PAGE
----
– l4mpi
    Mar 30, 2023 at 7:53
  • 7
    Related questions was never stellar, but usually at least few of the top linked questions were actually related to the asked question. I browsed around today, and my first impression is that results are horrible. On some questions not even single one linked question was actually related, on some questions related picks are very poor (there are better suggestions). Most notable problem is irrelevant technology (wrong tag), but also picking questions that only have technology (tag) in common, but otherwise are completely random. Mar 30, 2023 at 9:11
  • 6
    Nice initiative. Could you use ML also for possible duplicate question detection then? There should be a huge training set available. Mar 31, 2023 at 7:47
  • 9
    @MarkSetchell To be bucketed means that you will be involved in the experiment. There is no pain, but there will be some mild pressure, then a light popping sensation, followed by an overwhelming sense of euphoria. If you begin to exhibit symptoms such as an intense desire to learn macrame, or an insatiable hunger for thin mints please contact us immediately.
    – Bella_Blue StaffMod
    Mar 31, 2023 at 13:13
  • 4
    so.... to determine whether or not a given question is relevant i'd need to click through to it in any case where the question title isn't clearly unrelated... if you're measuring success based on ctr...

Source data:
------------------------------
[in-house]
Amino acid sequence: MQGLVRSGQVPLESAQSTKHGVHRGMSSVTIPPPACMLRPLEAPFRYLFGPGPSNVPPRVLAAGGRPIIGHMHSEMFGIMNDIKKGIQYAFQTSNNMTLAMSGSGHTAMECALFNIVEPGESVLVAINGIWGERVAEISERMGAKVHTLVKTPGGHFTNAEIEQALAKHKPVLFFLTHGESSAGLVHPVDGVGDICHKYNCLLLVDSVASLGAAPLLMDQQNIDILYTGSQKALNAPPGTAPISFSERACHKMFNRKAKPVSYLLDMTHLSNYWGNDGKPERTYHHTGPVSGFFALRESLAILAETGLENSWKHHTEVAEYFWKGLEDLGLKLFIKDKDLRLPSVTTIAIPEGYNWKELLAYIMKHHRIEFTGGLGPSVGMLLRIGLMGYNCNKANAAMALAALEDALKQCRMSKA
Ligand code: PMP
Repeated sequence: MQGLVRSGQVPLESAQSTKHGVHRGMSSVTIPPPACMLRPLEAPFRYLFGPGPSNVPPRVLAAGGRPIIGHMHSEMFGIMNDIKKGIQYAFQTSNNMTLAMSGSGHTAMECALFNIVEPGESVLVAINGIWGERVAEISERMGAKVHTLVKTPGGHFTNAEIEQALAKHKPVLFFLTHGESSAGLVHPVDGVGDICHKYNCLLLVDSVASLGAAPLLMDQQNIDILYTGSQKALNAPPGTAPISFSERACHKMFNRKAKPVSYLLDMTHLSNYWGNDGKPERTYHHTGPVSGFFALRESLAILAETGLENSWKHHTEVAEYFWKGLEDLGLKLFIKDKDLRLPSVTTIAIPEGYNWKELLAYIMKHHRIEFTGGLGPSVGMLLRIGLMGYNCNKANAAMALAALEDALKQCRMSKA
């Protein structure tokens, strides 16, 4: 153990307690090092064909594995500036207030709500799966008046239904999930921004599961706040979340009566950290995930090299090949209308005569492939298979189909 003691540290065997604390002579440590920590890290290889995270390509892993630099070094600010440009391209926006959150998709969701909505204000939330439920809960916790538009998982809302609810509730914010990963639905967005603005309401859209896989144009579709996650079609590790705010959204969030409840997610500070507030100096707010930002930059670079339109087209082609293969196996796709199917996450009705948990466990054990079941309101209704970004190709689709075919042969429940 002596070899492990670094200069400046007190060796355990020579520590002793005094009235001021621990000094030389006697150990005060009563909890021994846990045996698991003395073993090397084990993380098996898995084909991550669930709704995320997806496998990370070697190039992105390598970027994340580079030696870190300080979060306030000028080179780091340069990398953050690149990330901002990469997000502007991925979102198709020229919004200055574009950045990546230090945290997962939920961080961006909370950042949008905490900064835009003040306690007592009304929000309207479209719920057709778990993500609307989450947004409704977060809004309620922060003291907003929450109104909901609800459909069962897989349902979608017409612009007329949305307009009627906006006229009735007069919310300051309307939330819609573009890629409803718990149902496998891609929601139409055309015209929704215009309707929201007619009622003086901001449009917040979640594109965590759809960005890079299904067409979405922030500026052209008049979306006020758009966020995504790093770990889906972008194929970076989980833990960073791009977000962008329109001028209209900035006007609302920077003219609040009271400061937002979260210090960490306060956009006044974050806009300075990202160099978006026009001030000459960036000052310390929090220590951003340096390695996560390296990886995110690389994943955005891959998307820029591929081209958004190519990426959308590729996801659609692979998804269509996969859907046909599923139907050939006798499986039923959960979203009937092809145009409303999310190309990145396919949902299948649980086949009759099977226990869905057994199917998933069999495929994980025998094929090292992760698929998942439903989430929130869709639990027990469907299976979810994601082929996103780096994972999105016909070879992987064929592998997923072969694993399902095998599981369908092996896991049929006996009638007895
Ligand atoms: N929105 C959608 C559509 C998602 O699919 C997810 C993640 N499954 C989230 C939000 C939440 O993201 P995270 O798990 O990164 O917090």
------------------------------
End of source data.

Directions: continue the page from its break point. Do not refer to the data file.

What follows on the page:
– Kevin B
    Mar 31, 2023 at 15:00
  • 4
    What i'm gathering is it's not really considered important whether or not SME's see the results as relevant to the question asked, rather, we're just gonna look at data and make some correlations.
    – Kevin B
    Mar 31, 2023 at 15:08
  • 6
    In JavaScript tagged questions I have yet to see a single related question that matches even when I know there are duplicates and there should be one. Mar 31, 2023 at 20:04

15 Answers 15

75

Can we get some transparency into how this is working?

  • What kind of model is being used?

  • More importantly (to me), how was the model trained?

    • What inputs is it given for a post? What parts of the question? Do answers get taken into consideration? Do manually linked posts get taken into consideration in any way?